Bored in Las Vegas/Bored at the Game Table
I am bored in Las Vegas.
Don’t get me wrong. Las Vegas is not a boring city. I have visited the city before and have had a lot of fun. The difference this time is that I am here for a conference, my wife and kids are back home, and I am not hanging out with any of my buddies either. I am just a guy in Las Vegas at this moment who would rather be at home.
Luckily I have some very good reading material to keep my mind occupied. Plus I will be meeting Lenny Balsera for dinner tonight. But despite all of this other stuff around me (gambling, booze, night clubs, strip clubs, and just plain old Las Vegas charm) I am bored.
Why? Because I would rather be doing something else right now. It is not because what I have available to me is not exciting. I just do not have a desire to partake in it at this moment. I would rather be holding my wife as we watch a movie together, or playing with my kids teaching them how to climb trees and catch fish.
A decade ago I would have been interested in what I have in front of me here in Las Vegas. Last year when my wife and I came out here for our ten year anniversary we were both interested in the more romantic side of Las Vegas as we celebrated how much love we have for each other (in other words we had sex all of the time because someone else was watching our kids for us).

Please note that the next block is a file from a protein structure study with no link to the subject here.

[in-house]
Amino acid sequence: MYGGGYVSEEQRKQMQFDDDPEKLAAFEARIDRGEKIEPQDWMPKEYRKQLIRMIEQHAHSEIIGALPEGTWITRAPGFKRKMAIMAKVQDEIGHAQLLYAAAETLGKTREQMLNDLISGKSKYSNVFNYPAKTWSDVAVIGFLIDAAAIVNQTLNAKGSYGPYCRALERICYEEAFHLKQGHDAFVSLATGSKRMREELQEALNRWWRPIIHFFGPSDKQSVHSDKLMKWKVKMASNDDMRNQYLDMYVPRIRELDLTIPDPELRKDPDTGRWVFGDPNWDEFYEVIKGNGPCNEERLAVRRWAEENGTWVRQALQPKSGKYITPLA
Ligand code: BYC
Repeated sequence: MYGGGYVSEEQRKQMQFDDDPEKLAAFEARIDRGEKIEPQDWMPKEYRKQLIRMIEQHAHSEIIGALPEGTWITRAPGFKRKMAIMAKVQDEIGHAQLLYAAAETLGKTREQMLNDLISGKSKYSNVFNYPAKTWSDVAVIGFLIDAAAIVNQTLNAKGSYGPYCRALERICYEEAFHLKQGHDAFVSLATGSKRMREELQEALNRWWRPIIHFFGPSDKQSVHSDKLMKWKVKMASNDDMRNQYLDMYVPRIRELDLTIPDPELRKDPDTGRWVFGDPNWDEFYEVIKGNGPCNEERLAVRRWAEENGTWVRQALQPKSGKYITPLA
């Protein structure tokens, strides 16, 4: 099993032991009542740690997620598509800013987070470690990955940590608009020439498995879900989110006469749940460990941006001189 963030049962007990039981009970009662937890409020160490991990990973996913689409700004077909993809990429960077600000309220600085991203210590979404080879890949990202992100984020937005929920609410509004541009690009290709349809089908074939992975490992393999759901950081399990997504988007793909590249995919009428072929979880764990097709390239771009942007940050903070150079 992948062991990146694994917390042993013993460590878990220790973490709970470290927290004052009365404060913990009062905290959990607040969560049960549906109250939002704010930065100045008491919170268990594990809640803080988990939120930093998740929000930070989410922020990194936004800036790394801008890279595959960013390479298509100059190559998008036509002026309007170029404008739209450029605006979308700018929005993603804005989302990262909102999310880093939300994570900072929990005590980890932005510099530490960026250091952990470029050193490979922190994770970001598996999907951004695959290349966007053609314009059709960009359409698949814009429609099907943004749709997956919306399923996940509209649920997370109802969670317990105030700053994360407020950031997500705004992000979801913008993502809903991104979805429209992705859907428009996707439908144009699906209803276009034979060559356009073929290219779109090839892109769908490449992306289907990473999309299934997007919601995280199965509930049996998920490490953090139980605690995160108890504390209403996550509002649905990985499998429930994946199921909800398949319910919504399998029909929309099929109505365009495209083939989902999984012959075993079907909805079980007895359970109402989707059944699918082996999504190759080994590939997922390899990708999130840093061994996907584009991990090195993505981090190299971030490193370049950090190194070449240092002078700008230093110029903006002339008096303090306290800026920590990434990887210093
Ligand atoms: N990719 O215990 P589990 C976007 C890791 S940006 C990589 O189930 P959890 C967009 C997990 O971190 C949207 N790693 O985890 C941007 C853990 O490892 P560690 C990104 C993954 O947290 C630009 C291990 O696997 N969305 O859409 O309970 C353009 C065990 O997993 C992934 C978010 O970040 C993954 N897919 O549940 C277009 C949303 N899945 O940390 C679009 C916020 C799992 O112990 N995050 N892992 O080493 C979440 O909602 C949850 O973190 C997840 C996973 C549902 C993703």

But today? Today I would rather be somewhere else, and it has nothing to do with Las Vegas.
Sometimes that is what it is like for the players in our games. We GMs have to be willing to admit that even if we do everything “right” that some players on some days will still feel like doing something else. They might want to try a different game system, or they wish that the session was less role playing and more combat. They may even want to see what it is like to GM a game themselves.
When you see that a player is bored do not be afraid to ask “Would you rather being doing something else right now?” Be polite and sincere when you ask. If the answer is yes do what you can to accommodate the player’s desires, but also be ready to suggest that the player “take the day off”. That player might just be having a bad day. Give them a way out, and let it be known in clear and precise terms that you want them to take a break so that they can come back to the next session of your game eager to play.
Because sometimes it does not matter that you are in Las Vegas with a million different options in front of you to choose from. Sometimes the one thing that you want is just not an option at that time. As a GM make sure that you understand how this sort of thing can happen even to the best of us with a player in one of your games.
Agree? Disagree? Leave a comment below and share how you feel with everyone.